National Nuclear Regulator chief executive Bismark Tyobeka claimed an article written by the weekly’s reporter, Lionel Faull, falsely reported that an HR position had been created at the Nuclear Energy Corporation of SA (Necsa) for his wife, Ngeniswa.
Necsa is an entity regulated by NNR.
Tyobeka complained that the paper suggested he had used his influence and an alleged friendship with Necsa’s corporate services divisional executive, Xolisa Mabhongo, to secure her appointment. Delivering his ruling, press ombudsman Johan Retief said the Mail & Guardian story did not state as a fact that a position was created for Ngeniswa Tyobeka, but it quoted a source to this effect.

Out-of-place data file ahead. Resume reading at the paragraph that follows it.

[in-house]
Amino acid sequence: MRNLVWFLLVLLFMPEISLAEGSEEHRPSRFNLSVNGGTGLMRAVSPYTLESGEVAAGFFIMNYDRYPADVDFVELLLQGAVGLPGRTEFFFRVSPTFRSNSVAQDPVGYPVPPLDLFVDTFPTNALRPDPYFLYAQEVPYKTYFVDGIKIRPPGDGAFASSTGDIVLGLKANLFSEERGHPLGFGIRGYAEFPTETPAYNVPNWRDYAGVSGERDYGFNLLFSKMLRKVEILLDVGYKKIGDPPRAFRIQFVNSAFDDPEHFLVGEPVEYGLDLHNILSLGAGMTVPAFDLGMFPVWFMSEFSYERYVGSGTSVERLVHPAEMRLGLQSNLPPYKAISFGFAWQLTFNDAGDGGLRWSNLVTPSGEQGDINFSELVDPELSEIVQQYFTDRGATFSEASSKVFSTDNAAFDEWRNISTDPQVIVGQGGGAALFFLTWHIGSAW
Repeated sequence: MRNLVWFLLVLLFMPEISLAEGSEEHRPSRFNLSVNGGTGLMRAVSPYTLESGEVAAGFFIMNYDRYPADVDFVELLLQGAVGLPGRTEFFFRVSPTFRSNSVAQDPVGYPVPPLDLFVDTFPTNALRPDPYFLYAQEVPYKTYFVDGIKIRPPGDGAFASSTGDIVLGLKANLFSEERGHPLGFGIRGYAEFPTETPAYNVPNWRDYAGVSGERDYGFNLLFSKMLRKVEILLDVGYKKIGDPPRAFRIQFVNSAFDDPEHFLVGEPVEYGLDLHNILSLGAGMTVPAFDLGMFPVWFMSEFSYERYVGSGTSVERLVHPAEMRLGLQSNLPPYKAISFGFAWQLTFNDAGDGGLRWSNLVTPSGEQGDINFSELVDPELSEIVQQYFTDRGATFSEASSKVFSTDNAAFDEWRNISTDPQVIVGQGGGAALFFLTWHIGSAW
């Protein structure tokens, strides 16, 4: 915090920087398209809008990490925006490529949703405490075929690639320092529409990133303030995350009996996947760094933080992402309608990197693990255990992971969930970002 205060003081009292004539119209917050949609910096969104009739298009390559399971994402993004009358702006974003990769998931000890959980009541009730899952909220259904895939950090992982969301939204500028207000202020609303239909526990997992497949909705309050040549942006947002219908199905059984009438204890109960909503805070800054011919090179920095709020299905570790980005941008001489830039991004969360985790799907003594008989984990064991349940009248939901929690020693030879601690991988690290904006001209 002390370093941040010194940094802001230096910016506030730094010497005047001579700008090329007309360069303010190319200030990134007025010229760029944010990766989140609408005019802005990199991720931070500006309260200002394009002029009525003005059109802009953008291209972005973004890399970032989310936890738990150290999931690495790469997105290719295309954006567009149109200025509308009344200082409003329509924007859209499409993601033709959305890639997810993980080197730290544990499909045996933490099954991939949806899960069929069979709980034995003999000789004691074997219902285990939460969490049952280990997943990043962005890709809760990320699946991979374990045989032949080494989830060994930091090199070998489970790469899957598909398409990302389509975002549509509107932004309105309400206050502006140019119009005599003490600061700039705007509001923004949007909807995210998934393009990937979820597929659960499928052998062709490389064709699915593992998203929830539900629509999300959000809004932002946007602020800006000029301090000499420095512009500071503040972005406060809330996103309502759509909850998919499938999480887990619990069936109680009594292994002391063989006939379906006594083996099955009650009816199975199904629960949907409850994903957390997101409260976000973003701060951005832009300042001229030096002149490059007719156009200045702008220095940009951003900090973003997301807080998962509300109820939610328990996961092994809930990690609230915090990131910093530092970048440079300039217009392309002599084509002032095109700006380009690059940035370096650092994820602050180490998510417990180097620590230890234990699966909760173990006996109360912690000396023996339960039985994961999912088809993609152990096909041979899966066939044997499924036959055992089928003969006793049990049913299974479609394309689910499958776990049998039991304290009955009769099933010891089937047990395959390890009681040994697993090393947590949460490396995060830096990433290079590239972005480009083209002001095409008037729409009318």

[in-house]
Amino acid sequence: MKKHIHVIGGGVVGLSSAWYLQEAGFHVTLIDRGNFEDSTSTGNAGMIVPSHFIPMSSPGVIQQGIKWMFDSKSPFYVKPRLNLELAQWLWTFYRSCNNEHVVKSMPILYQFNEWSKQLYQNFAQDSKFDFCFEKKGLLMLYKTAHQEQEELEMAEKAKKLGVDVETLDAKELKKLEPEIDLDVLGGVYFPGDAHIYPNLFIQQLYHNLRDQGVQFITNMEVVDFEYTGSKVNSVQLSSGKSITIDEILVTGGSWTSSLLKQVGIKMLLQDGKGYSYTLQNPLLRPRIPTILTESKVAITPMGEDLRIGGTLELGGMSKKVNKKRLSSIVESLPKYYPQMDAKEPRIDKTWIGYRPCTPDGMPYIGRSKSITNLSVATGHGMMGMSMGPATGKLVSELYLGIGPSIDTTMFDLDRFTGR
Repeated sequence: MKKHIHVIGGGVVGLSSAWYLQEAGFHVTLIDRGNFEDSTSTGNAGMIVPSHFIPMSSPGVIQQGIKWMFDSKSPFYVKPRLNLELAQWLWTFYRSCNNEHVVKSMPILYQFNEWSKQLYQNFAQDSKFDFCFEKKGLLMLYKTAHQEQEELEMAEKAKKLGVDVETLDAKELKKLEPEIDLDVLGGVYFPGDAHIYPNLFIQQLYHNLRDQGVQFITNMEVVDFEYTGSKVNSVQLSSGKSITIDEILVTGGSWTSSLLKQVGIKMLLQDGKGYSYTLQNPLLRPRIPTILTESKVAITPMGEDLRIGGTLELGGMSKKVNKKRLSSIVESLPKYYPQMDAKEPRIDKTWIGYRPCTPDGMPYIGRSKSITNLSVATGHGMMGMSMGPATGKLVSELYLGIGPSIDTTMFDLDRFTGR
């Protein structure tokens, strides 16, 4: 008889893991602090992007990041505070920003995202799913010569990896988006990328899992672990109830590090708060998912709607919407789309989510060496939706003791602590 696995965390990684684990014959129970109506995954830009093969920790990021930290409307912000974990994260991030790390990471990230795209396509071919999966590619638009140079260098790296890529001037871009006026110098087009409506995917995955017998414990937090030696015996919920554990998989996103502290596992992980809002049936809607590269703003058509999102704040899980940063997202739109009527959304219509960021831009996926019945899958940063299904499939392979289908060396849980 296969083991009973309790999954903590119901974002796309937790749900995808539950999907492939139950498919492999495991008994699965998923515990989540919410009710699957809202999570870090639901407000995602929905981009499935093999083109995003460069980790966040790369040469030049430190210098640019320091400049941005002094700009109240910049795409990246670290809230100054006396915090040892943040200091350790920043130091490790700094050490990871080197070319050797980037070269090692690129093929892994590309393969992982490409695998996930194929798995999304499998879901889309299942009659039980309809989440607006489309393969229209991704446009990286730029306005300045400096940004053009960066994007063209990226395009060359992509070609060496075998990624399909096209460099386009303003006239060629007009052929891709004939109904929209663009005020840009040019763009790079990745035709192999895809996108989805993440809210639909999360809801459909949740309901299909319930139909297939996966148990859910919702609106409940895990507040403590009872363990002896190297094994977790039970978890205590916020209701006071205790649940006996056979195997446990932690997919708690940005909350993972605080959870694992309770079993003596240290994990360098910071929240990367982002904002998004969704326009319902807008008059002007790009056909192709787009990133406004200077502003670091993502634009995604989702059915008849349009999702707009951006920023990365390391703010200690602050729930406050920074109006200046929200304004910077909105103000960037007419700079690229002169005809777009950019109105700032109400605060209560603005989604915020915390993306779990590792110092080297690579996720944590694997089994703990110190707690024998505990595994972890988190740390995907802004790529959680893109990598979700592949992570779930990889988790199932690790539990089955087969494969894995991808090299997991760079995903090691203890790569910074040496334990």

None of the evidence provided by Necsa proved that they had refuted the claims and Necsa had indeed stated that it had created new positions including in support functions. “I concluded that Faull was justified in publishing his source’s opinion as an opinion. It would have been a different matter if he had stated it as a fact,” Retief said in his judgment.
‘Allegation, not fact’
Commenting on the Tyobeka’s relationship with Mabhongo, Retief said it was not relevant. “Of crucial importance is the fact that Faull did not state the alleged friendship as a fact- he merely reported this allegation by the whistle-blower as an allegation,” he said.
Tyobeka had complained that Faull made no serious effort to verify his facts and that he relied on information given by a whistleblower. Retief disagreed and said Faull did not omit any matter of substantial importance gained from responses he received from all the parties involved. – Sapa